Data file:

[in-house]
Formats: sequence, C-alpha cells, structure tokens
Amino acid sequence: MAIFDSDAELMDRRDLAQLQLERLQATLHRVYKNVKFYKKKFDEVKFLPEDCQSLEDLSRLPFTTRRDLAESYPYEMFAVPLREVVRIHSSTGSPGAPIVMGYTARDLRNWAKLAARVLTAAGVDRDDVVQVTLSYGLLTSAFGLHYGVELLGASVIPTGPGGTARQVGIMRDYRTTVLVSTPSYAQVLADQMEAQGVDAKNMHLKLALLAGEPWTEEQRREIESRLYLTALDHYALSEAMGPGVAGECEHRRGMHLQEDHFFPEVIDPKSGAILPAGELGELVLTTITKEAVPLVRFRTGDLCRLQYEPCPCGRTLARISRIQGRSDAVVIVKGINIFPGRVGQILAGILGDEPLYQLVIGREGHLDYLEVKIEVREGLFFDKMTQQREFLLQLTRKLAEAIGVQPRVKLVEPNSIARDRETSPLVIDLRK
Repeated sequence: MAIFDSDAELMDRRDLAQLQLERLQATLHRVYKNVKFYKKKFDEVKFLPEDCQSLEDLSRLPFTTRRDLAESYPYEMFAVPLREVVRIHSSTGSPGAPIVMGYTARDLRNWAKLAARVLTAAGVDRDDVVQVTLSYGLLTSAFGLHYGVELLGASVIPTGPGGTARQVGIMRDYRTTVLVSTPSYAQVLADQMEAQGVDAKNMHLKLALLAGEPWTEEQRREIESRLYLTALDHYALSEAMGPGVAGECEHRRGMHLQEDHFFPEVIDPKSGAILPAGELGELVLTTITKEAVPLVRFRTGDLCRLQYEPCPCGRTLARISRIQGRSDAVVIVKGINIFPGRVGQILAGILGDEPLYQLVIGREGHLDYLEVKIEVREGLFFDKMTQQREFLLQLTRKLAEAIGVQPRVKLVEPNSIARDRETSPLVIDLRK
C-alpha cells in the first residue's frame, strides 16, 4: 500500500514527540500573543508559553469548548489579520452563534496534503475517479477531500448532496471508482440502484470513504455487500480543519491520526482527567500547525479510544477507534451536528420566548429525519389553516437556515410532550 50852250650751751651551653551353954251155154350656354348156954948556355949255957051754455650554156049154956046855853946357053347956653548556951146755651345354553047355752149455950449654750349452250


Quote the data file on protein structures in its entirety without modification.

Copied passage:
[in-house]
Formats: sequence, C-alpha cells, structure tokens
Amino acid sequence: MAIFDSDAELMDRRDLAQLQLERLQATLHRVYKNVKFYKKKFDEVKFLPEDCQSLEDLSRLPFTTRRDLAESYPYEMFAVPLREVVRIHSSTGSPGAPIVMGYTARDLRNWAKLAARVLTAAGVDRDDVVQVTLSYGLLTSAFGLHYGVELLGASVIPTGPGGTARQVGIMRDYRTTVLVSTPSYAQVLADQMEAQGVDAKNMHLKLALLAGEPWTEEQRREIESRLYLTALDHYALSEAMGPGVAGECEHRRGMHLQEDHFFPEVIDPKSGAILPAGELGELVLTTITKEAVPLVRFRTGDLCRLQYEPCPCGRTLARISRIQGRSDAVVIVKGINIFPGRVGQILAGILGDEPLYQLVIGREGHLDYLEVKIEVREGLFFDKMTQQREFLLQLTRKLAEAIGVQPRVKLVEPNSIARDRETSPLVIDLRK
Repeated sequence: MAIFDSDAELMDRRDLAQLQLERLQATLHRVYKNVKFYKKKFDEVKFLPEDCQSLEDLSRLPFTTRRDLAESYPYEMFAVPLREVVRIHSSTGSPGAPIVMGYTARDLRNWAKLAARVLTAAGVDRDDVVQVTLSYGLLTSAFGLHYGVELLGASVIPTGPGGTARQVGIMRDYRTTVLVSTPSYAQVLADQMEAQGVDAKNMHLKLALLAGEPWTEEQRREIESRLYLTALDHYALSEAMGPGVAGECEHRRGMHLQEDHFFPEVIDPKSGAILPAGELGELVLTTITKEAVPLVRFRTGDLCRLQYEPCPCGRTLARISRIQGRSDAVVIVKGINIFPGRVGQILAGILGDEPLYQLVIGREGHLDYLEVKIEVREGLFFDKMTQQREFLLQLTRKLAEAIGVQPRVKLVEPNSIARDRETSPLVIDLRK
C-alpha cells in the first residue's frame, strides 16, 4: 500500500514527540500573543508559553469548548489579520452563534496534503475517479477531500448532496471508482440502484470513504455487500480543519491520526482527567500547525479510544477507534451536528420566548429525519389553516437556515410532550 50852250650751751651551653551353954251155154350656354348156954948556355949255957051754455650554156049154956046855853946357053347956653548556951146755651345354553047355752149455950449654750349452250